Moscow State University hits top 5 in Times Higher Education BRICS rating

Moscow State University. Source: Andrei Lukin / TASS

Moscow State University. Source: Andrei Lukin / TASS

Russian universities have made a strong showing in Britain’s 2015 Times Higher Education ranking, with Moscow State University featuring in the top five educational institutions in the influential listing’s BRICS & Emerging Economies Ranking.

Russian universities have made an important breakthrough in Britain’s 2015 Times Higher Education BRICS & Emerging Economies Rankings, with Moscow State University coming fifth in the rating.

The ranking – the second report of its kind by the influential international listing – was presented at the first BRICS Universities Summit in Moscow on Dec. 4.

China’s Peking University and Tsinghua University led the top five, in first and second place, respectively. They were followed by Middle East Technical University in Turkey (third place) and South Africa’s University of Cape Town (fourth). The best university in Brazil – the University of São Paulo – came tenth, and India’s best university – the Indian Institute of Science – took 25th.

In addition to the BRICS countries, universities from the Czech Republic, Poland, Mexico, Morocco, Thailand, Hungary, the United Arab Emirates, Malaysia, Taiwan (its rating is counted separately), and Pakistan also made it onto the list.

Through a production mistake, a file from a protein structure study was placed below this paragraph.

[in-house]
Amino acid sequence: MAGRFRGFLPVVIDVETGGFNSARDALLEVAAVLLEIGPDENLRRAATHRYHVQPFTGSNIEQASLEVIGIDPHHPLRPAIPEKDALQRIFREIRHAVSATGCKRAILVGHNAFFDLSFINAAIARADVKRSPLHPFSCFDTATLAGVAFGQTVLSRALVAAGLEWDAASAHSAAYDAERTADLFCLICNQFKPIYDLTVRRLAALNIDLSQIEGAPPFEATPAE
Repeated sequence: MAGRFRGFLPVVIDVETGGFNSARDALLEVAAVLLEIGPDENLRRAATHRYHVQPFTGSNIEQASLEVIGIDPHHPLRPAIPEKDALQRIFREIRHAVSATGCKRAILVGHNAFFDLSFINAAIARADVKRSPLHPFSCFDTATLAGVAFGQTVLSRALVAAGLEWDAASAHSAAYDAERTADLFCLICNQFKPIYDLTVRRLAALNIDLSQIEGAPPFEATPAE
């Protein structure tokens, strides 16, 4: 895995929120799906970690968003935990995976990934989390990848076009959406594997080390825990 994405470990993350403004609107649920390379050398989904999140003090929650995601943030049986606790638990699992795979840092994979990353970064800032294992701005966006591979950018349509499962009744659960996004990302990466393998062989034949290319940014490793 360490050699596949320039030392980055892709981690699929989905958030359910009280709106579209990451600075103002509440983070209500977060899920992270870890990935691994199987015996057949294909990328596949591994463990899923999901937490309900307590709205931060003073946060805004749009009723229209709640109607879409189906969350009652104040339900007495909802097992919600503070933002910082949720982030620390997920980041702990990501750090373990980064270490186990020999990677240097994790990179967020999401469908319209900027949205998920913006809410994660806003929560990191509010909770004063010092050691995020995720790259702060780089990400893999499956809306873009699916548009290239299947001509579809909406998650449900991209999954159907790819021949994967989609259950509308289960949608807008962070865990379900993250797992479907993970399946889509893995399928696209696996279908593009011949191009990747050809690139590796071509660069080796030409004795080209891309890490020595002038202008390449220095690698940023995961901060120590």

Altogether, seven Russian universities were in the top 100. Besides Moscow State University, they are: the National Research Nuclear University (13th); Novosibirsk State University (34th); St. Petersburg State University (64th); the Moscow Institute of Physics and Technologies (69th); the Ufa State Aviation Technical University (70th), and the Bauman Moscow State Technological University (90th).

Only two Russian universities made it into the 2014 Times Higher Education BRICS & Emerging Economies Rankings: Moscow State University (10th) and St. Petersburg State University (67th).

Britain’s Times Higher Education is one of the most influential international magazines on higher education. It compiles an annual world university ranking that, besides the QS World University Rankings and Shanghai’s Academic Ranking of World Universities, is considered one of the three most authoritative in the world.

Yaroslav Kuzminov, rector of Moscow’s Higher School of Economics (one of Russia’s top universities, but one which did not make it onto the list) told RIR that government efforts are responsible for the success of higher education in Russia. According to him, the state has been systematically investing in ways to boost university competitiveness since 2006.

Why do the BRICS countries need their own ranking?

Asked by RIR why the magazine has started ranking universities in emerging countries separately from the rest of the world, Times Higher Education Editor Phil Baty said that the main purpose is to help find new education leaders in countries that remain in the shadows of North America and Western Europe, which dominate the magazine’s main rankings.

"It's like switching on all electric lights, so we can see the rising stars. There is a sense that in the overall world rankings there are only 10 universities from the emerging economies visible in the world top 200. So what we are trying to say is that there are really dynamic and exciting universities in these regions that are crowded out from the ranking due to the dominance of the U.S. and Western Europe,” Baty explained.